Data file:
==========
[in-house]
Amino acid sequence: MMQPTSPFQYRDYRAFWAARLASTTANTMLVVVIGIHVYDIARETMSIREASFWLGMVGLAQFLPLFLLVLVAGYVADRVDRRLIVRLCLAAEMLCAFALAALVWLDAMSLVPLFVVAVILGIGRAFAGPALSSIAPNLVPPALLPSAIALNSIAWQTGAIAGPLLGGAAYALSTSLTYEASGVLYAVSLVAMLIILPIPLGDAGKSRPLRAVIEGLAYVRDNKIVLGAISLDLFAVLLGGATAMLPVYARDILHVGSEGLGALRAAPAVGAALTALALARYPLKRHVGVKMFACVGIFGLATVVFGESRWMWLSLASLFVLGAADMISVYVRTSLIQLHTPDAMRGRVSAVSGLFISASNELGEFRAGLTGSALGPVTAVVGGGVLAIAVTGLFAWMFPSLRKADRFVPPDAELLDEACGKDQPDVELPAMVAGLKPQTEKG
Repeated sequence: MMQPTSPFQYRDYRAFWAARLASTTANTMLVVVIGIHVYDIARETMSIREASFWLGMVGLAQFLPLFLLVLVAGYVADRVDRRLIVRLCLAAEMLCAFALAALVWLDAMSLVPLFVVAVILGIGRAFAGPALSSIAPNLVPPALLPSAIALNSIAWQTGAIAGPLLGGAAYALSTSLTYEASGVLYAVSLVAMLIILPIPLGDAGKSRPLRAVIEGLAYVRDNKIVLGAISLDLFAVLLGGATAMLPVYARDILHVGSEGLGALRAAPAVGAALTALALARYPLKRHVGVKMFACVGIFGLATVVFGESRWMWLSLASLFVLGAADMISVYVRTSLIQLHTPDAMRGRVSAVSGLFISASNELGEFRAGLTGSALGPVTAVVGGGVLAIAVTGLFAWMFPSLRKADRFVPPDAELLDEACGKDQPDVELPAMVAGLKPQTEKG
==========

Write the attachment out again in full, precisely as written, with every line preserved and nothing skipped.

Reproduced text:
[in-house]
Amino acid sequence: MMQPTSPFQYRDYRAFWAARLASTTANTMLVVVIGIHVYDIARETMSIREASFWLGMVGLAQFLPLFLLVLVAGYVADRVDRRLIVRLCLAAEMLCAFALAALVWLDAMSLVPLFVVAVILGIGRAFAGPALSSIAPNLVPPALLPSAIALNSIAWQTGAIAGPLLGGAAYALSTSLTYEASGVLYAVSLVAMLIILPIPLGDAGKSRPLRAVIEGLAYVRDNKIVLGAISLDLFAVLLGGATAMLPVYARDILHVGSEGLGALRAAPAVGAALTALALARYPLKRHVGVKMFACVGIFGLATVVFGESRWMWLSLASLFVLGAADMISVYVRTSLIQLHTPDAMRGRVSAVSGLFISASNELGEFRAGLTGSALGPVTAVVGGGVLAIAVTGLFAWMFPSLRKADRFVPPDAELLDEACGKDQPDVELPAMVAGLKPQTEKG
Repeated sequence: MMQPTSPFQYRDYRAFWAARLASTTANTMLVVVIGIHVYDIARETMSIREASFWLGMVGLAQFLPLFLLVLVAGYVADRVDRRLIVRLCLAAEMLCAFALAALVWLDAMSLVPLFVVAVILGIGRAFAGPALSSIAPNLVPPALLPSAIALNSIAWQTGAIAGPLLGGAAYALSTSLTYEASGVLYAVSLVAMLIILPIPLGDAGKSRPLRAVIEGLAYVRDNKIVLGAISLDLFAVLLGGATAMLPVYARDILHVGSEGLGALRAAPAVGAALTALALARYPLKRHVGVKMFACVGIFGLATVVFGESRWMWLSLASLFVLGAADMISVYVRTSLIQLHTPDAMRGRVSAVSGLFISASNELGEFRAGLTGSALGPVTAVVGGGVLAIAVTGLFAWMFPSLRKADRFVPPDAELLDEACGKDQPDVELPAMVAGLKPQTEKG